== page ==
A historical overview of reforms in the erstwhile Federally Administered Tribal Areas (FATA), Pakistan

Authors

  • Bakhtiar Khan Department of Political Science, Faculty of Social Sciences, University of Buner, Sowari, Pakistan. https://orcid.org/0000-0002-1331-8347
  • Sajad Ali Department of Political Science, Faculty of Social Sciences, University of Buner, Sowari, Pakistan.
  • Arif Khan Department of Political Science, Faculty of Social Sciences, University of Buner, Sowari, Pakistan. https://orcid.org/0000-0003-4265-2659

DOI:

https://doi.org/10.47264/idea.jhsms/4.1.2

Keywords:

FCR, Frontier Crimes Regulations, FATA reforms, constitutional reforms, merger of FATA, erstwhile FATA, tribal areas of Pakistan, merged districts

Abstract

The erstwhile Federally Administered Tribal Areas (FATA), recently merged with Khyber Pakhtunkhwa (KP), are one of the less developed areas of Pakistan. The erstwhile FATA included seven agencies and six frontier regions. Under the Frontier Crimes Regulations (FCR), popularly known as a black law, the legal and administrative structure of these tribal areas was formulated by the British colonial power. These regulations were the cornerstone of FATA's administration after 1947. These areas remained semi-governed under the executive and did not fall under the sphere of influence of the national and provincial legislatures. Due to the region's internal and external dynamics, Pakistan's governments failed to introduce reforms or merge the FATA with their adjoining districts or the province. The regulations empowered the political administration to adjudicate civil and criminal cases through Jirgas and take measures for peace and security. The head of the state constitutionally governed these areas through the governor of KP. The study focuses on the historical evolution of the reforms in erstwhile FATA. The findings show that after the May 2018 merger of erstwhile FATA, it is essential to change the system to integrate these merged districts into the country's mainstream politics and governance structure.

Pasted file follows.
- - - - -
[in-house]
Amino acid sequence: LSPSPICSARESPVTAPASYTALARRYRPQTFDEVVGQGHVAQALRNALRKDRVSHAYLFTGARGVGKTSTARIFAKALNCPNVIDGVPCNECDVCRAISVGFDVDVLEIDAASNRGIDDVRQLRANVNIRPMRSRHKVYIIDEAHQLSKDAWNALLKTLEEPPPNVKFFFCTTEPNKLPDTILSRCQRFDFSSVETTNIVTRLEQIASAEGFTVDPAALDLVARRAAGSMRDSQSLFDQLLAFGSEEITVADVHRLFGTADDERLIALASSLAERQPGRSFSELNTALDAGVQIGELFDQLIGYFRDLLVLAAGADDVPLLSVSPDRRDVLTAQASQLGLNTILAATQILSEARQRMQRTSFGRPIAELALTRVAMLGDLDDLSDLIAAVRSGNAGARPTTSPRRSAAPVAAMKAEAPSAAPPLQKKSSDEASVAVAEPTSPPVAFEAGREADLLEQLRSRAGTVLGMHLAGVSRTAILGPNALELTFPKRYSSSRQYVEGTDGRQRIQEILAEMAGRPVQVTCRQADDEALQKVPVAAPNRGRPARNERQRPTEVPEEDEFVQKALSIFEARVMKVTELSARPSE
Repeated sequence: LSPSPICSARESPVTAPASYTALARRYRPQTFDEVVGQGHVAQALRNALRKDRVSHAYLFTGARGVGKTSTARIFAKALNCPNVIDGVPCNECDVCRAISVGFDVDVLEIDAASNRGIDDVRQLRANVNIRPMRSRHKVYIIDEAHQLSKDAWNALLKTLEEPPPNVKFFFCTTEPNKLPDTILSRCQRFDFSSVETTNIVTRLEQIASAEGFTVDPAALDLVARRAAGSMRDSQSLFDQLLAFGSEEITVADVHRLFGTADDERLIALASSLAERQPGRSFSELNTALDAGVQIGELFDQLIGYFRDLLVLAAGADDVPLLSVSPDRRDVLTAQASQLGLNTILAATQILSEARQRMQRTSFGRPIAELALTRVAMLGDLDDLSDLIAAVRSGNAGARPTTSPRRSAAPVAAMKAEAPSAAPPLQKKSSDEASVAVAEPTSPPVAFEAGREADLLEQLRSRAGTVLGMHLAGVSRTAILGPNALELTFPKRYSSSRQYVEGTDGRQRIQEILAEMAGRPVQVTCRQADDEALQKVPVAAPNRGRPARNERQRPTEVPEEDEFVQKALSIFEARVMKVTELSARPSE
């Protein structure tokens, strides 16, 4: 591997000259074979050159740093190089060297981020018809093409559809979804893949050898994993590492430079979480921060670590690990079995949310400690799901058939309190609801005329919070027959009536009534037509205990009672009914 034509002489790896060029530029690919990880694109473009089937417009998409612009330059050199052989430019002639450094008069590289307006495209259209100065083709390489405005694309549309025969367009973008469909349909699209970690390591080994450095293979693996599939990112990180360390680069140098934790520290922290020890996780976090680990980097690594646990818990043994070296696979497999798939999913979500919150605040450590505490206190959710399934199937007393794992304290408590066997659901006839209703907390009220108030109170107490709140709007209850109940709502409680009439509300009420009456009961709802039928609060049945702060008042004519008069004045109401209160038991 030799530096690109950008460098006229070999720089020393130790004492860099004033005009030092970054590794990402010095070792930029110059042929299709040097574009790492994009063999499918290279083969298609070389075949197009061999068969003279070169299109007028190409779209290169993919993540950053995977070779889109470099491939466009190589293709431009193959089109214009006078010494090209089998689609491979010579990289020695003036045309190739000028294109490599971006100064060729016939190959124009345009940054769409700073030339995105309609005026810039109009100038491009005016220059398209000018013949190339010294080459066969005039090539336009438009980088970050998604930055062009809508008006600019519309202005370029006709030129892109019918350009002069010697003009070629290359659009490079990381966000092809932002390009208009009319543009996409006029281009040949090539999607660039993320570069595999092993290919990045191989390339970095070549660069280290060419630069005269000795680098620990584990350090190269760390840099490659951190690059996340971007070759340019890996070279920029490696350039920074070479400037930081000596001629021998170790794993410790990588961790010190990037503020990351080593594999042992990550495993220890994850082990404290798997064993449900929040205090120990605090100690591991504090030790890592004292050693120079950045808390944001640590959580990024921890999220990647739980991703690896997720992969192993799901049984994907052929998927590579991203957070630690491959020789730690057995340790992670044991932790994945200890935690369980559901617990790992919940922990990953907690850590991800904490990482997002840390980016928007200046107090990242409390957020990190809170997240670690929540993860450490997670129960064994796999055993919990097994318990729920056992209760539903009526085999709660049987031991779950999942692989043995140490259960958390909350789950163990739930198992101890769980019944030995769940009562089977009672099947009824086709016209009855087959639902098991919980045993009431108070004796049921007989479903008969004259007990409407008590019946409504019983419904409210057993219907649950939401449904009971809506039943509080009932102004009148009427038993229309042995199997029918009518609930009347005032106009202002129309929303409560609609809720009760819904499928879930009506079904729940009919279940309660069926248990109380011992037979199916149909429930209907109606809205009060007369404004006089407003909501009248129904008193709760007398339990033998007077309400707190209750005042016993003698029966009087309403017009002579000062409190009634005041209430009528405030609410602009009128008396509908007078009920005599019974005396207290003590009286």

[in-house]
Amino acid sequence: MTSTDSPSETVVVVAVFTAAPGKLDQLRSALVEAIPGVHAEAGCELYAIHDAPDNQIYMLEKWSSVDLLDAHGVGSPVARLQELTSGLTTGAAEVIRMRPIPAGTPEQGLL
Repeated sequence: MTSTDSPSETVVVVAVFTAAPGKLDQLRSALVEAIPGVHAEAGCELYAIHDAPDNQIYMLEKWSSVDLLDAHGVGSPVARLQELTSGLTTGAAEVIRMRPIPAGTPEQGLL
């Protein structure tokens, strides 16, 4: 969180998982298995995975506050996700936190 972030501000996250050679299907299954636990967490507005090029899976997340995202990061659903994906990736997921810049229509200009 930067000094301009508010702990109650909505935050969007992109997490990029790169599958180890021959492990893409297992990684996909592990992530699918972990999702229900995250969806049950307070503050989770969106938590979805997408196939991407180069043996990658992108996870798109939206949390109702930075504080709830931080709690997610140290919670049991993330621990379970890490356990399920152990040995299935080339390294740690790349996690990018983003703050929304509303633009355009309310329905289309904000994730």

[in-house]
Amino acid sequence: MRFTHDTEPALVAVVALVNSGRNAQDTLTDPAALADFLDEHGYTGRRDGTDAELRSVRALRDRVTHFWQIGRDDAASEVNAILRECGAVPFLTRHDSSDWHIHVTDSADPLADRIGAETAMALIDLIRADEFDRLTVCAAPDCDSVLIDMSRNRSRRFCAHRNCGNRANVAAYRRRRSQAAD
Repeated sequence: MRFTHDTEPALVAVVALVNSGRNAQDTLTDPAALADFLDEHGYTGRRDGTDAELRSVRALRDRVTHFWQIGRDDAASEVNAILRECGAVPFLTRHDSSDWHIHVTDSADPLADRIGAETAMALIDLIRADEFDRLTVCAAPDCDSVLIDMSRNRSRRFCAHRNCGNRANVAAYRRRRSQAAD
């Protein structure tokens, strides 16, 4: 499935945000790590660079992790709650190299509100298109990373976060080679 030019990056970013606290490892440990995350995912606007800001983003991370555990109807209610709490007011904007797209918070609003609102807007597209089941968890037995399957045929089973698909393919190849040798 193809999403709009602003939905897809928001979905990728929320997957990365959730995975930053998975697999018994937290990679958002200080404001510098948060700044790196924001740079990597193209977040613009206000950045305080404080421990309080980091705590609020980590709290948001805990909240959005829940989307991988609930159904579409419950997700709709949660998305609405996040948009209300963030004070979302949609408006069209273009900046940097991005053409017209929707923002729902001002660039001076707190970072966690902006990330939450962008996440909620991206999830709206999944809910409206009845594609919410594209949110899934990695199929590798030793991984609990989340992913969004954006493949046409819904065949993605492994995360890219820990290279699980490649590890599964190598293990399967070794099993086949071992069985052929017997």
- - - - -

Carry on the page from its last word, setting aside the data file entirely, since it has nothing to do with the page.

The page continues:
References

Butt, N. (2017). Irregularities detected in FATA development projects. Business Recorder. http://www.brecorder.com/business-a-economy/189/1227604/

Chaudhary, G. M. (2011). Frontier Crimes Regulation (FCR) 1901, as amended in 2011. https://vdocuments.site/frontier-crimes-regulation-fcr-1901-as-amended-in-2011-english-including-summary-of-reforms.html?page=6

Ghafoor, M. T. (2009). Impediments involved in the integration of federally administrated tribal areas (FATA) in the national mainstream of Pakistan (Doctoral dissertation, Fort Leavenworth, KS: US Army Command and General Staff College). https://citeseerx.ist.psu.edu/document?repid=rep1&type=pdf&doi=cb2dd0ea63f847810b76fd5482e38e2466df1a16

Government of Pakistan. (2006), FATA Development Plan (2006-2015) Peshawar: Planning and Development Department, Civil Secretariat, FATA. https://www.giz.de/en/worldwide/18029.html

SAFRON. (2016). Report of the Committee on FATA Reforms 2016. Ministry of Foreign Affairs, Islamabad, Government of Pakistan. https://safron.gov.pk/SiteImage/Downloads/Report%20of%20%20Committee%20on%20FATA%20Reforms%202016.pdf

Hussain, M. H. (2012). Frontier Crimes Regulation: a case study of reforms process. TIGAH: A Journal of Peace and Development, 2(1), 96.

Hussain, I., Rahman, Z. U., Shah, M. N. U. H., & Xingong, W. (2022). State-tribal relations in the British India: a study of the Yousafzai’s armed resistance in the Northwest Frontier region. Liberal Arts and Social Sciences International Journal (LASSIJ), 6(2), 103–121. https://doi.org/10.47264/idea.lassij/6.2.6 DOI: https://doi.org/10.47264/idea.lassij/6.2.6